Larry Bache pushed our firm to trademark “Contenders Not Pretenders” because he was tired of seeing unethical, faker attorneys advertising on social media. The Windstorm Insurance Conference, which will be held later this month in Orlando, is full of contenders from which we all can learn. I always look forward to this conference because of the diverse views and teachings which make me a better policyholder insurance lawyer. If there is one Hurricane claims conference where adjusters, attorneys from both sides of the aisle, engineers, insurance agents, roofers, restoration contractors, and other windstorm insurance experts can learn their trade, this is it.
Register now and do not miss this conference if you are a contender. The rest of the winter claims conferences are different. This conference is not for profit and purely educational for professional claims people looking to be the best.
If you are a pretender, you will not be here. It is as simple as that.
Bill Bracken is an extraordinarily successful engineer who built his small and modest engineering firm into a regional giant, which was then swallowed by JS Held. You need to be present at the speech we will give later this month if you are involved in and want to keep up with the cutting edge of significant condominium property damage claims. Bill Bracken discussed with me how much the laws, engineering practices, and insurance landscape has changed and will further change as a result of the Champlain Towers catastrophe. The lessons and impacts from this case will be felt over the next several years.
I last gave a speech with Bill Bracken and insurance defense attorney Matt Litsky at the 2016 Windstorm Insurance Conference, and in Proper and Ethical Peer Review of Engineering Reports Is Important—But Wrongfully Changed Outcome Oriented Reports Are Never Right, I noted:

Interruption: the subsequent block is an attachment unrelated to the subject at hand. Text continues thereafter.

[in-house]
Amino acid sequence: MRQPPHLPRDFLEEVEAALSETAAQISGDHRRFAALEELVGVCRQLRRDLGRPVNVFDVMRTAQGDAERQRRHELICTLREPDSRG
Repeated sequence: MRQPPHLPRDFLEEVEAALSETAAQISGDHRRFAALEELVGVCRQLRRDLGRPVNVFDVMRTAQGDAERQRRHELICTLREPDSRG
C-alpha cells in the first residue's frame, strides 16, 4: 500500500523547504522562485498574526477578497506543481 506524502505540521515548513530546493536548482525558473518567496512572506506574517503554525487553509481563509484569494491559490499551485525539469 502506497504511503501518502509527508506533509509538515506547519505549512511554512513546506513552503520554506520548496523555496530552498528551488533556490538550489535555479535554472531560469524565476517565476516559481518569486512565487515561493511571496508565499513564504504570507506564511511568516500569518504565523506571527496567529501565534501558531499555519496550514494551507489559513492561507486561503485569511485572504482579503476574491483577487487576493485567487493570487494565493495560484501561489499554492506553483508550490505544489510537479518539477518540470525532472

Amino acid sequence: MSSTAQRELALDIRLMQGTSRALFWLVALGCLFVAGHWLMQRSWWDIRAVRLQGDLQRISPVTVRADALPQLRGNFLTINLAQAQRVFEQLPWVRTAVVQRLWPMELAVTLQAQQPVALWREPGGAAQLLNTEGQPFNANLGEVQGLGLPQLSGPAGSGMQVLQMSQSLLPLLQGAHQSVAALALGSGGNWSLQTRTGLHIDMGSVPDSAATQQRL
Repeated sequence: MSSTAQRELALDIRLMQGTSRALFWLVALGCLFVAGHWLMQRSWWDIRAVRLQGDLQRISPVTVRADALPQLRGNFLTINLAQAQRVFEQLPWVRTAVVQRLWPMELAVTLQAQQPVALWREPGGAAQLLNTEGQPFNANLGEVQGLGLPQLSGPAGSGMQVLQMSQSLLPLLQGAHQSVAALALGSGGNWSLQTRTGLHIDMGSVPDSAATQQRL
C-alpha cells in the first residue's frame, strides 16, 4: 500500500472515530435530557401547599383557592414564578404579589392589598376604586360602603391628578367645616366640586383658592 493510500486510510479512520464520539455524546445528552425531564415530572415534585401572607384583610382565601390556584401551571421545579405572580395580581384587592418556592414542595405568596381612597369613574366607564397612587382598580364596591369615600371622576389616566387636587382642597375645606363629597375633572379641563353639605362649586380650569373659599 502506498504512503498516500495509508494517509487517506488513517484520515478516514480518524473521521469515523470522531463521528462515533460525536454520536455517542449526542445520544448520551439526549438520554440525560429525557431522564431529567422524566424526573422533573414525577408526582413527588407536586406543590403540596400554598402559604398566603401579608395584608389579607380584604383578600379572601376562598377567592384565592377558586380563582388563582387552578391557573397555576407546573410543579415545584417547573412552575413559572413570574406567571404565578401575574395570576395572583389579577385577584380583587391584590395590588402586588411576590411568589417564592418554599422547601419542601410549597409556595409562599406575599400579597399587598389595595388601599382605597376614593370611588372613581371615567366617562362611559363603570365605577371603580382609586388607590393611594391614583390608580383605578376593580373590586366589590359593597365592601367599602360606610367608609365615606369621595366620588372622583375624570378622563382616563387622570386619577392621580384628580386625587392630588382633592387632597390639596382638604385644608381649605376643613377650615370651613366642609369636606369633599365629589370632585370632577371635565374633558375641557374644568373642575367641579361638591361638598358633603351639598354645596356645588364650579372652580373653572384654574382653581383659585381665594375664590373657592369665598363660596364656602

In 2016 at the Windstorm Conference, I put together a presentation answering that question and suggesting how insurance companies in good faith could properly question an initial engineering report and do so with a valid peer review. Engineer Bill Bracken—whose firm almost exclusively worked for insurance companies—and insurance company attorney Matt Litsky did a masterful job explaining the ethics and procedures about how to request and conduct a peer review of an engineer’s report. (As a plug for the Windstorm Conference, it will occur next week in Orlando, and any claims professional dealing with windstorm-related claims should be there to learn from presentations just like the one I put together several years ago.)
My point was that the honest and most correct opinion is what mattered. Nobody likes to make mistakes in a report, but it is inevitable that they will occur. Corrections that are not outcome-oriented, not fraudulent, but truthful are important. Corrected reports may raise a question of competency and whether the expert is deserving of being followed and believed. But it is far better than allowing a wrong report or worse, a fraudulently changed, outcome-oriented report to perpetuate injustice.
The Windstorm Conference leadership asked that we make a special presentation about the Champlain Towers South case. The case resulted in a $1.1 Billion settlement, all paid for by insurance proceeds. The significant litigation ended within one year. I was appointed as the insurance coverage counsel for the class of victims. There is a lot to the story that is not published. There is a lot to the story that Bill Bracken did not know or appreciate until our recent preparation when I explained what really happened and the evidence we found. There will be never before disclosed facts about this case that you will not know about unless you are at this upcoming Windstorm Insurance Conference.
This event and presentation is truly going to be a once in a lifetime view of what really happened in a billion dollar case. How this case was accomplished and what it means to future condominium insurance claims will only be learned if you show up at this conference. You cannot get it anywhere else unless you hear it from me at this upcoming Windstorm Insurance Conference.
If you are a Contender and Not a Pretender in the insurance claims business, I know I will see you at the 2023 Windstorm Insurance Conference.
Thought For The Day
Winners embrace hard work.